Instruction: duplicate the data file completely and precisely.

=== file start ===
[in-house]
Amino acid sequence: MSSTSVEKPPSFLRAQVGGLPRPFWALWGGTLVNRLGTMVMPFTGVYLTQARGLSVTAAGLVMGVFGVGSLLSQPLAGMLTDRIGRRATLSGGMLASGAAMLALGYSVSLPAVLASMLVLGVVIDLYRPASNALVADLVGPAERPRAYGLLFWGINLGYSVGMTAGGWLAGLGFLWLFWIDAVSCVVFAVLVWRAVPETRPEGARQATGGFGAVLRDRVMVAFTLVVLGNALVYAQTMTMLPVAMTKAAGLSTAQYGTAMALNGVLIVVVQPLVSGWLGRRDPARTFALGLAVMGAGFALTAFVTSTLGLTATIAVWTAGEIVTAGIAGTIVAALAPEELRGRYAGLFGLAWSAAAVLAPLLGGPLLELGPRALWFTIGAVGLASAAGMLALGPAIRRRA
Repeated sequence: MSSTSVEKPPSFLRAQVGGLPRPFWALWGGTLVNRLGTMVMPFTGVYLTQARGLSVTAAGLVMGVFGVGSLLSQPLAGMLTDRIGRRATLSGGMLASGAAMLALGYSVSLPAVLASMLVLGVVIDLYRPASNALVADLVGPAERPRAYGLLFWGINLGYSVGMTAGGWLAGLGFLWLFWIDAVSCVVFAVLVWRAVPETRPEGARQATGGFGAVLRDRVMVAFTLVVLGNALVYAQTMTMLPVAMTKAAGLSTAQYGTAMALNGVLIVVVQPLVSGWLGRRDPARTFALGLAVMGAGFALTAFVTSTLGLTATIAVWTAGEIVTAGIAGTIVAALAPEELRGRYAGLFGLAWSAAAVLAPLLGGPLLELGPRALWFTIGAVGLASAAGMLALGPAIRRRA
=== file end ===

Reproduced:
[in-house]
Amino acid sequence: MSSTSVEKPPSFLRAQVGGLPRPFWALWGGTLVNRLGTMVMPFTGVYLTQARGLSVTAAGLVMGVFGVGSLLSQPLAGMLTDRIGRRATLSGGMLASGAAMLALGYSVSLPAVLASMLVLGVVIDLYRPASNALVADLVGPAERPRAYGLLFWGINLGYSVGMTAGGWLAGLGFLWLFWIDAVSCVVFAVLVWRAVPETRPEGARQATGGFGAVLRDRVMVAFTLVVLGNALVYAQTMTMLPVAMTKAAGLSTAQYGTAMALNGVLIVVVQPLVSGWLGRRDPARTFALGLAVMGAGFALTAFVTSTLGLTATIAVWTAGEIVTAGIAGTIVAALAPEELRGRYAGLFGLAWSAAAVLAPLLGGPLLELGPRALWFTIGAVGLASAAGMLALGPAIRRRA
Repeated sequence: MSSTSVEKPPSFLRAQVGGLPRPFWALWGGTLVNRLGTMVMPFTGVYLTQARGLSVTAAGLVMGVFGVGSLLSQPLAGMLTDRIGRRATLSGGMLASGAAMLALGYSVSLPAVLASMLVLGVVIDLYRPASNALVADLVGPAERPRAYGLLFWGINLGYSVGMTAGGWLAGLGFLWLFWIDAVSCVVFAVLVWRAVPETRPEGARQATGGFGAVLRDRVMVAFTLVVLGNALVYAQTMTMLPVAMTKAAGLSTAQYGTAMALNGVLIVVVQPLVSGWLGRRDPARTFALGLAVMGAGFALTAFVTSTLGLTATIAVWTAGEIVTAGIAGTIVAALAPEELRGRYAGLFGLAWSAAAVLAPLLGGPLLELGPRALWFTIGAVGLASAAGMLALGPAIRRRA